No less an authority than Consumer Reports has recognized the danger of toning shoes.
Baltimore, Md (PRWEB) May 27, 2011
Consumer Reports offered important advice earlier this week when the independent, nonprofit publication advised its readers to avoid trendy toning shoes, according to Baltimore defective products attorney Robert K. Jenner.
"No less an authority than Consumer Reports has recognized the danger of toning shoes," says Jenner, a partner in Janet, Jenner & Suggs, LLC, a nationally recognized law firm that represents victims of defective products. He pointed to a statement in the online news report that “one false step in a toning shoe could land you in the emergency room."
“Studies show that toning shoes don’t even do what they’re supposed to — tone up legs and boost exercise benefits from walking,” Jenner says, citing a study by the American Council on Exercise that found “no evidence to support the claims that these shoes will help wearers exercise more intensely, burn more calories, or improve muscle strength and tone.”
According to Jenner, sports medicine experts such as the American Academy of Podiatric Sports Medicine have found that toning shoes have built-in instability that can increase the risk of stress fractures, falling and fall injuries, especially among elderly people and those with poor balance, vertigo, lack of feeling in their feet or chronically weak ankles.
Toning shoes, which typically have thick, rounded soles, are marketed under different brand names, including Skechers Shape-ups and MBT’s Sport2.
In a May 25 Consumer Reports article, Dr. Orly Avitzur said anyone with balance issues, back pain, neuropathy or unstable ankles should not wear toning shoes — and he said everyone else should use caution when wearing them.
The report referenced a U.S. Consumer Product Safety Commission database that has received 36 reports of injuries related to toning shoes since March 11 — more injury reports than for any other category of product.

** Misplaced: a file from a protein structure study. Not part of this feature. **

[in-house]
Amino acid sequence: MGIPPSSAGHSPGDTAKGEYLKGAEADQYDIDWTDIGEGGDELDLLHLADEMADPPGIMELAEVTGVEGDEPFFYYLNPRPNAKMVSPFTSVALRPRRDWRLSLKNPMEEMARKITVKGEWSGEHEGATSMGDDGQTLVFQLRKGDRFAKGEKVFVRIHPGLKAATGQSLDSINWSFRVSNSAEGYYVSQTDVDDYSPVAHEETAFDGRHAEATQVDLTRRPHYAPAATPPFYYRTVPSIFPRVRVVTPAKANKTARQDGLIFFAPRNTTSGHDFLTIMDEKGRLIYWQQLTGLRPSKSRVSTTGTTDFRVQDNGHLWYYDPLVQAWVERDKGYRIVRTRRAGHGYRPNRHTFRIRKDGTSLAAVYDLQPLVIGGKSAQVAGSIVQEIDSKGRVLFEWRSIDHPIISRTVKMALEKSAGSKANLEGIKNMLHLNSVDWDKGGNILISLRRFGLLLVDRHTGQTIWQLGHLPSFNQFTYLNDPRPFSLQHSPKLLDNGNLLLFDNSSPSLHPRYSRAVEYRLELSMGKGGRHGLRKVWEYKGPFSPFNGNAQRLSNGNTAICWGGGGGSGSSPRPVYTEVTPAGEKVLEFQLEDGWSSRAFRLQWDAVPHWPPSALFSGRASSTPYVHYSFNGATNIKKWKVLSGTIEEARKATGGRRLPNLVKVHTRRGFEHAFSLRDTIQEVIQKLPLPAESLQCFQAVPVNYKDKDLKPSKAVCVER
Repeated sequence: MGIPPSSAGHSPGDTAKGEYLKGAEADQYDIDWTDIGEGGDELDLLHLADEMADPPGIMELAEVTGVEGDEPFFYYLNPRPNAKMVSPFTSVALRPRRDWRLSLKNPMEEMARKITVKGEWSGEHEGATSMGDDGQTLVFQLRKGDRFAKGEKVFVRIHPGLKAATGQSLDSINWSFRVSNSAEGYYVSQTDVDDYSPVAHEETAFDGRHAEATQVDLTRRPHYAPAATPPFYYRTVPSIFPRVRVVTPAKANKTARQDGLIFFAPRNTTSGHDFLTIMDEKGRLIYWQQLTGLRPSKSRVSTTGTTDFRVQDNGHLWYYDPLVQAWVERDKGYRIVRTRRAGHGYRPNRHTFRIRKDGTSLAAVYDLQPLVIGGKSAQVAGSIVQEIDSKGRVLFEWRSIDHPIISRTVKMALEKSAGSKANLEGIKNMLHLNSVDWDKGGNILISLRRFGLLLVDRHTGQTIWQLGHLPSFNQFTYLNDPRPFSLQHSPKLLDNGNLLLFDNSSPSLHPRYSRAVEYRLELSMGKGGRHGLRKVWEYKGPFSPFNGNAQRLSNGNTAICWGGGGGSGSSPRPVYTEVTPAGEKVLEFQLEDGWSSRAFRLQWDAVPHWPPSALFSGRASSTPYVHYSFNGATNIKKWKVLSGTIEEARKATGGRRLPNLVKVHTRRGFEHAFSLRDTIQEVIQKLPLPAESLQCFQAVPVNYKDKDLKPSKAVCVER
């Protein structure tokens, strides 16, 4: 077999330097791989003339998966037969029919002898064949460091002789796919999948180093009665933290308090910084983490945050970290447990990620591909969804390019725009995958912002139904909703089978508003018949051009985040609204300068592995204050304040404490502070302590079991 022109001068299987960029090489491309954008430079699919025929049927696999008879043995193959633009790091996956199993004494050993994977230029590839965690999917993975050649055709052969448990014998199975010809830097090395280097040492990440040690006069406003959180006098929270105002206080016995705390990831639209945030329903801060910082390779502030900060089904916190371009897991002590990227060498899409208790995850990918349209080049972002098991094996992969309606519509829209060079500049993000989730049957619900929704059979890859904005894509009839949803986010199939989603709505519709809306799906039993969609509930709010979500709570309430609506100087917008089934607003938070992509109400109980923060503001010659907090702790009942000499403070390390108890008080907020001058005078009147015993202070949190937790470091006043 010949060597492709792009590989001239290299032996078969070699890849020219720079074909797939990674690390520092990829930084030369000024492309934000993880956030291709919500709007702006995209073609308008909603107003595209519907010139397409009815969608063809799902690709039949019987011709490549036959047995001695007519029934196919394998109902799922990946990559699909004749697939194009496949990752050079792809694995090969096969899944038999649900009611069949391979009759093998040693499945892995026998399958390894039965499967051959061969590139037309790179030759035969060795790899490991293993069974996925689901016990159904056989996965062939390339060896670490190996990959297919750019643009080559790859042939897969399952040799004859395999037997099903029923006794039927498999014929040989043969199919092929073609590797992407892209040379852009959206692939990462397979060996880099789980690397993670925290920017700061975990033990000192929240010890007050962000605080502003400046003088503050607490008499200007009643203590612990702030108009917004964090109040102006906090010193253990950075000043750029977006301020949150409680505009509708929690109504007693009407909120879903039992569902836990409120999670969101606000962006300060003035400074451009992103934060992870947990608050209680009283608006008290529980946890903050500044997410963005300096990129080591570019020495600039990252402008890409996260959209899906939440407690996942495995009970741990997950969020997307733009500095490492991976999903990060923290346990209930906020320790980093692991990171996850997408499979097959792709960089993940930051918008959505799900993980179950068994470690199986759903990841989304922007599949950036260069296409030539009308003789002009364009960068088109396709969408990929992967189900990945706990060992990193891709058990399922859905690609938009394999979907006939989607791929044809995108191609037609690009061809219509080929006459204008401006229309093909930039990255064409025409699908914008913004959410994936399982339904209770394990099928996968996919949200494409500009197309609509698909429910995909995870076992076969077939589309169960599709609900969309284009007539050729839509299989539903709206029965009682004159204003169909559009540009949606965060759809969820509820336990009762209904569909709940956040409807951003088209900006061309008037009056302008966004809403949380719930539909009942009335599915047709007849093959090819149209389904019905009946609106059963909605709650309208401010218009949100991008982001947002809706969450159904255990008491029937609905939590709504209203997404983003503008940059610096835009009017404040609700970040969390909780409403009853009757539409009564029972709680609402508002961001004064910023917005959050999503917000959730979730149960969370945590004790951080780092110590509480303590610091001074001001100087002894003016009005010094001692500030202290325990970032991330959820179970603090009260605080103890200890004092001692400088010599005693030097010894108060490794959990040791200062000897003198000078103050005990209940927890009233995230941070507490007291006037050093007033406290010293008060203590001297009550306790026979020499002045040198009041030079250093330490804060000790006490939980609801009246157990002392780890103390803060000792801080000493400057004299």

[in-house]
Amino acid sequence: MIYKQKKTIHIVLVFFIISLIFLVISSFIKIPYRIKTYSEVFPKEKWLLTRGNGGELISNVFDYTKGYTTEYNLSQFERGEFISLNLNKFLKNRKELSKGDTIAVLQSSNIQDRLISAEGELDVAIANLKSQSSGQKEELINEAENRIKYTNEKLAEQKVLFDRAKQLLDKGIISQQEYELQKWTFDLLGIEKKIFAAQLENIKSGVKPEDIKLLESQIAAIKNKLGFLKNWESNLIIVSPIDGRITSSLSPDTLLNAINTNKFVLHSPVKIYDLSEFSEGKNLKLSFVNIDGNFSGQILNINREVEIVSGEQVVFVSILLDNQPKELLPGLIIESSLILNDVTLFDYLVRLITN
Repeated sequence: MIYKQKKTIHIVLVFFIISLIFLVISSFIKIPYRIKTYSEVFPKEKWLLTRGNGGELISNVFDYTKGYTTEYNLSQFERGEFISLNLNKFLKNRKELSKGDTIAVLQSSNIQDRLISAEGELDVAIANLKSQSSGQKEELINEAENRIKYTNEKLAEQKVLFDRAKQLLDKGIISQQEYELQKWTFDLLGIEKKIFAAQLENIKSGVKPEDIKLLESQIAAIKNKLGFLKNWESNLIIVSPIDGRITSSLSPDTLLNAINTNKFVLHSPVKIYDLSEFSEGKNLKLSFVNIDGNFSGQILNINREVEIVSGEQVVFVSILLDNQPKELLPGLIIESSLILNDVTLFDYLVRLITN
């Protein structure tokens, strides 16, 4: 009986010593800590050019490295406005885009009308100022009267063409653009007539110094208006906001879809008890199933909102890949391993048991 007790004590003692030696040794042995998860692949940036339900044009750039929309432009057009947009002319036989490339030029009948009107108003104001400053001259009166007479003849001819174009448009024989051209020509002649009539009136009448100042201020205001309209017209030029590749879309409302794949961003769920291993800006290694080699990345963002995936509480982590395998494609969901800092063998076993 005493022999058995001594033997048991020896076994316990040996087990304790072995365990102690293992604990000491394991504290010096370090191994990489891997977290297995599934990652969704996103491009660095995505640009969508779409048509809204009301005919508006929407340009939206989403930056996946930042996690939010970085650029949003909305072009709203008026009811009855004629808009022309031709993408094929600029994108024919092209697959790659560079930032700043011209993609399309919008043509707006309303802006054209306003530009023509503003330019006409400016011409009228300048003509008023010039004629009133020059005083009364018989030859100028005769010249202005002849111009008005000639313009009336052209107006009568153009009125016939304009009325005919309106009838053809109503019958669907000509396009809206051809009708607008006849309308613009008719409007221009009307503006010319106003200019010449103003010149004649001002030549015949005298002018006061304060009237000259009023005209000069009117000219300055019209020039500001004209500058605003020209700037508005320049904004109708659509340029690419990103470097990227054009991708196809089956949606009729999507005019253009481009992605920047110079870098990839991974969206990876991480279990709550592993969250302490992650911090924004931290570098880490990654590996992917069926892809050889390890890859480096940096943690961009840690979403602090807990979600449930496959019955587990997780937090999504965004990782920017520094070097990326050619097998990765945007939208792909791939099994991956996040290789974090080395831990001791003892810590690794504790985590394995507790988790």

Among those injuries were 15 reports of broken bones, some of which required surgery. The other injuries included complaints of tendinitis and foot, leg and hip pain.
Jenner says more than a thousand people complaining of injuries caused by toning shoes have contacted him. These injuries include broken legs, stress fractures of hips and ankles, ruptured meniscus, tendons and ligaments.
“This narrow segment of footwear generated more than $1 billion in revenue last year — almost three times as much as in 2009,” Jenner says. “Unlike the companies that make these products, Consumer Reports doesn’t have a profit motive when it says the bottom line is to avoid wearing toning shoes.”
Jenner, whose law firm has a website devoted to the risk of injuries from toning shoes, says that advertising for these shoes is largely aimed at women, exploiting the beauty industry’s profit-raking mantra that women should constantly be concerned about changing their bodies to meet an unreachable ideal.
The Baltimore attorney noted that a “petition of outrage” was recently started by concerned mothers.
“Women are starting to fight back,” Jenner said, “and our law firm stands with them.”
About Janet, Jenner & Suggs, LLC
The law firm of Janet, Jenner & Suggs, LLC is a nationally recognized law firm dedicated to representing victims of defective products, medical devices, prescription drugs and medical malpractice. Each of the firm’s principals is named in The Best Lawyers in America® and Super Lawyers®. The firm has offices in Baltimore, Maryland; Columbia, South Carolina; Asheville, North Carolina and New York City. The firm accepts clients and referrals from clients and attorneys throughout the country. For more information about claims related to toning shoe injuries, contact the firm at (888) 463-3529 or through the firm's website.